Below the Lemmon Rock trail things started looking more and more singed, then outright burnt. This made the trail even more exposed than it had been and it was starting to get warm out there. The ponderosa stands near the last crossing were more or less intact, but a lot of the smaller brush and ground cover was taken out by the fire.

Having never been to the pools I downloaded a GPS track and that would have been great if it weren’t for the fact that my app had a brain fart and all I ended up with was a waypoint. Knowing that the approach was well before the stream crossing I looked for an obvious trail, but couldn’t find anything. There was a cairn on the trail but I couldn’t see an obvious way through the brush. I went a little farther on and then over some rocks into the area above the upper pools. Found a couple of makeshift campsites and eventually found the trail. Checked out the campsite above the main pool then made my way down.

There was a small amount of water over the falls but the flow was slow enough that the pool was starting to look a bit stale. Was going to take a dip, but realized that I forgot to put sunblock in my pack. Knowing the exposure I was facing on the way out I decided to forego the dip in favor of not being rendered extra crispy on the hike out. Next time I’ll be sure to pack sunblock and a pool floaty!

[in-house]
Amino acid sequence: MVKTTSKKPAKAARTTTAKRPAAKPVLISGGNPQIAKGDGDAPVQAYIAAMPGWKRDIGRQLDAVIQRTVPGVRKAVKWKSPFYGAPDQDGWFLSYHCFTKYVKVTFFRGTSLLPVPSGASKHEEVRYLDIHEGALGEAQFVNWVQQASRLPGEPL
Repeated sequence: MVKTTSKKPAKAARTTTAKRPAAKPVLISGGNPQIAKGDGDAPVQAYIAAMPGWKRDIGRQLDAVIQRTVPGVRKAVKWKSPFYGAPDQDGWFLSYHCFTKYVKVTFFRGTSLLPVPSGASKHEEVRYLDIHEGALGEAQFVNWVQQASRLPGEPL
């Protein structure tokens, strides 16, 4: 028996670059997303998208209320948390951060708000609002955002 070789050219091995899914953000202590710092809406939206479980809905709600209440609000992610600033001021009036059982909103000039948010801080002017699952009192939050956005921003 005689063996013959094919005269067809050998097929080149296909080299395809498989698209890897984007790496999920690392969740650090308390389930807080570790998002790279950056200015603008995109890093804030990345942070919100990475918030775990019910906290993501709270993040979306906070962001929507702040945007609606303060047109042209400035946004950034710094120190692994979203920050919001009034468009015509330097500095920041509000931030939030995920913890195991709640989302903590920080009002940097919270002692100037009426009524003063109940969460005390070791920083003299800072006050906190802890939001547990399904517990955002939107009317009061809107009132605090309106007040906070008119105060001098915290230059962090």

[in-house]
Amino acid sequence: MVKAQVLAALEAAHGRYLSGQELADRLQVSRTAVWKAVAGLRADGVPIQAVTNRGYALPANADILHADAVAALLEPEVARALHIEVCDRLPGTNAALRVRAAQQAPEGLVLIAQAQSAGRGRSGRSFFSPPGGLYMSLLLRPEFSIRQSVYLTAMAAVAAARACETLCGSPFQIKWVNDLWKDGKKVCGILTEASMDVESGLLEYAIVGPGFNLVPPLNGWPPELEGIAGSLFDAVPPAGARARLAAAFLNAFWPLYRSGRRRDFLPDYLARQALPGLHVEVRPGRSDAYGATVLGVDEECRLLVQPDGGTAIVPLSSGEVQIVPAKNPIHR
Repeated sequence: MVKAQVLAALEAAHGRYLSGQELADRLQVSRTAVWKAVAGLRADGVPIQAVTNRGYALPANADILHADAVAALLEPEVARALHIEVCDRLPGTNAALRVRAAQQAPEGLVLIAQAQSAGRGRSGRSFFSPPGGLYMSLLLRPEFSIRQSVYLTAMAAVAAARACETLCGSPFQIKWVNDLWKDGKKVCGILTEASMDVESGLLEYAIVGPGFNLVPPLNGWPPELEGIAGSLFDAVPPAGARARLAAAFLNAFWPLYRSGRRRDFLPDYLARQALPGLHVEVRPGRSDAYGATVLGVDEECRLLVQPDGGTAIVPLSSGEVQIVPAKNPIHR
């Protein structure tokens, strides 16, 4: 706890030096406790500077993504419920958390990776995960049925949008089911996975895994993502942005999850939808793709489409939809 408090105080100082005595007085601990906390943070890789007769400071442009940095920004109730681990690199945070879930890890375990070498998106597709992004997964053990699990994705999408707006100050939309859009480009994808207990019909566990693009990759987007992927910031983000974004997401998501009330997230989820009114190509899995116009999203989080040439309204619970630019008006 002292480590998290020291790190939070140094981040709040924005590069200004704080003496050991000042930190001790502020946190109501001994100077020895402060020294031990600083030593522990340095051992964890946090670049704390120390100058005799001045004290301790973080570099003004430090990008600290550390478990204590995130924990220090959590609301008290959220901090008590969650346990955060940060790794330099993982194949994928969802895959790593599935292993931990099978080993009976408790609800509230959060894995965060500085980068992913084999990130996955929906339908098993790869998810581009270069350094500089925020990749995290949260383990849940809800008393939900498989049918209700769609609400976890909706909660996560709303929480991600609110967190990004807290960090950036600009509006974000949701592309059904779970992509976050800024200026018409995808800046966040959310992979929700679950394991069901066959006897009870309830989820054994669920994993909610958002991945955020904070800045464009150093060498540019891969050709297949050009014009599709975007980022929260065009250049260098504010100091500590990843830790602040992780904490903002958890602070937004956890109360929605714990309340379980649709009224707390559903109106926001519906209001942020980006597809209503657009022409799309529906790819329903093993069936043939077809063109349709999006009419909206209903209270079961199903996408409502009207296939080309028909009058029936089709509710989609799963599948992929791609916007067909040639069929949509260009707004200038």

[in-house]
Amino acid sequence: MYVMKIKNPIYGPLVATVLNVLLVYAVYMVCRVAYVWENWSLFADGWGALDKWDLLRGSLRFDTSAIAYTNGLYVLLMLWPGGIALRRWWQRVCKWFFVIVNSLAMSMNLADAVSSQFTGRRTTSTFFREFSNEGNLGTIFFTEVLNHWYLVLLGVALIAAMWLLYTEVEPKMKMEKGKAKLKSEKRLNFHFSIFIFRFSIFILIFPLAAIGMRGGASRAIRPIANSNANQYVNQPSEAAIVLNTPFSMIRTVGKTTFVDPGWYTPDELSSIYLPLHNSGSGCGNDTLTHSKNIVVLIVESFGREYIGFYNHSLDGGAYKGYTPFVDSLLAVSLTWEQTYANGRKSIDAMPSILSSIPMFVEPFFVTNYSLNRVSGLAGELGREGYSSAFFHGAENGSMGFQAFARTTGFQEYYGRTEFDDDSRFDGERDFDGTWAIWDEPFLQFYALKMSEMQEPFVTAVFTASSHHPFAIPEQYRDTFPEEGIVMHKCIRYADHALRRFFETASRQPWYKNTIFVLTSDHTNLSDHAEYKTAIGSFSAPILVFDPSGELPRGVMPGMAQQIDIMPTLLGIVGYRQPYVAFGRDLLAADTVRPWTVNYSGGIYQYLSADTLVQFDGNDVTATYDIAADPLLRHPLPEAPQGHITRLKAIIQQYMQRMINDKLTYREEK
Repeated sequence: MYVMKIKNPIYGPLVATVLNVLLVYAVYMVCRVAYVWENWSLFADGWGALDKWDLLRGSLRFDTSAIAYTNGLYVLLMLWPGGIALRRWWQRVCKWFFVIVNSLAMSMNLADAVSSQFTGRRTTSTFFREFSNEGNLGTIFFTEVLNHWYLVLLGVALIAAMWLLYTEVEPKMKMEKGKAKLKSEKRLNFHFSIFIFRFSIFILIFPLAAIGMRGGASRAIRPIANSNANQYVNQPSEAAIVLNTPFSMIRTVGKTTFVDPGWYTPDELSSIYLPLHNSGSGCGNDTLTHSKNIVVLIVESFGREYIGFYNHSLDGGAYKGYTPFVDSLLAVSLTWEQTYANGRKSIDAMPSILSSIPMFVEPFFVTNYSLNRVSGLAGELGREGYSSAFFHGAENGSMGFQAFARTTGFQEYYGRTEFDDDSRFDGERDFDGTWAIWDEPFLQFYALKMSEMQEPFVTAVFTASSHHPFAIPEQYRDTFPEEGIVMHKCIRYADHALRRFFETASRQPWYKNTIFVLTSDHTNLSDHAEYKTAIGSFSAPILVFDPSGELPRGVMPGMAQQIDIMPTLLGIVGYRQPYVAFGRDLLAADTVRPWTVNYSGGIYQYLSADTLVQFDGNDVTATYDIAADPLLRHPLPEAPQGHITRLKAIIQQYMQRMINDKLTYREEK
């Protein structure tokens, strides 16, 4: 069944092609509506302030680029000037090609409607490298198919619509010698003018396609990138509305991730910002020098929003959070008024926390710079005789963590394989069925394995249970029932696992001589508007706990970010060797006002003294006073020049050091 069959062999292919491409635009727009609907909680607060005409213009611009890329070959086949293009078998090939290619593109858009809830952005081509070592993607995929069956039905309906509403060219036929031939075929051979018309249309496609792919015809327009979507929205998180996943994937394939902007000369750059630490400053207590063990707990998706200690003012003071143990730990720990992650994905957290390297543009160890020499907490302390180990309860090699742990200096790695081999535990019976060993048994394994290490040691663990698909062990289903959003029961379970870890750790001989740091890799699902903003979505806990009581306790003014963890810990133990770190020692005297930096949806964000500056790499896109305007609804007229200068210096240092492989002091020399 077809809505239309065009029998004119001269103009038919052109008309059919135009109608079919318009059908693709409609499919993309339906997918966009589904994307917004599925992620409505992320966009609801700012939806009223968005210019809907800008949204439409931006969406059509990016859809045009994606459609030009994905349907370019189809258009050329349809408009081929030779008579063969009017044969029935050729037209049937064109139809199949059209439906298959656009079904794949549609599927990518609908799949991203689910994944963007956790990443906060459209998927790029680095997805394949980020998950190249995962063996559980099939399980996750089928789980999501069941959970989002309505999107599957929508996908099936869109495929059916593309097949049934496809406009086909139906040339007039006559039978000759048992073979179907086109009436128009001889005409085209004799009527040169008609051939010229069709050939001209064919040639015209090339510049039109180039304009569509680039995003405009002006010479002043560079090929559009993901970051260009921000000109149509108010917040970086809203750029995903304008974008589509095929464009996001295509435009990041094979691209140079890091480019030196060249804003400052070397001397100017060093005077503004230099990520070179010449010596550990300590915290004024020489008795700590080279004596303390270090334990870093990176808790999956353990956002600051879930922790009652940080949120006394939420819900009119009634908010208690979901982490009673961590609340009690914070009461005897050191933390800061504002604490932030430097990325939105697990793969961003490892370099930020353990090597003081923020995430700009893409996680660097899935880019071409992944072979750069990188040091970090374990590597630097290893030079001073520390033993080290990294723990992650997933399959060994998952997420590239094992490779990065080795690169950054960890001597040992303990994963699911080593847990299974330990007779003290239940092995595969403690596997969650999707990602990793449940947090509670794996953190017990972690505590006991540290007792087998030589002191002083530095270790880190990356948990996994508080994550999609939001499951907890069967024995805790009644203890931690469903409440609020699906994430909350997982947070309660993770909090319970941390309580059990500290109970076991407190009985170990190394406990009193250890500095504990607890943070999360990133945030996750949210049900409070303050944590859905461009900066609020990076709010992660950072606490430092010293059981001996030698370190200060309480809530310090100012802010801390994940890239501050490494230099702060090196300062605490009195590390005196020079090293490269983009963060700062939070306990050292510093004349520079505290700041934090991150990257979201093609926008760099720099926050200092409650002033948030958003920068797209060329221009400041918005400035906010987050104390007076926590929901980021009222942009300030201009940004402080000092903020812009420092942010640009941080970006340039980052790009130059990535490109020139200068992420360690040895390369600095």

Did some extra scrambling on the way out and then followed what I could find of the use trail back to the main trail. Ended up pushing through the brush right next to the cairn that I passed earlier.

The hike out was a total slog. The temperatures were in the 90s at this point and shade was almost nonexistent until well after the Lemmon Rock intersection. Add in a constant swarm of gnats around my head and I was loving life. Conditions were better above 7500’ but I was beat and really dragging. Fortunately, the last 1.5 miles or so were all downhill!

On the drive out I stopped by Bear Wallow to check on water availability for a backpack I’m planning. Totally dry.
Named place
Named place
Quartzite Spring

dry Bear Wallow Spring Dry Dry
Observed from the road. Didn't inspect up close, but there were no signs of recent water.

dry Cascade Spring Dry Dry
Not even a damp spot

water 1 out of 5water 2 out of 5water less than maxwater less than max Lemmon Creek @ WOR #44 Light flow Light flow
Decent trickle upstream as well at 4 or 5 of the crossings. Flow was definitely light but water was clear and could be collected easily if needed.

water 1 out of 5water 2 out of 5water 3 out of 5water 4 out of 5 Lemmon Pools 76-100% full 76-100% full
I honestly don't know what 100% full looks like. There was very light flow in and out, which suggests some degree of fullness. Water was clear enough to see the bottom rather than the black sludge that's been common after the fire.

dry Quartzite Spring Dry Dry
A little moist under the rock, but I challenge anyone to get water out of that. Pipe was dry and no sign of recent water flow.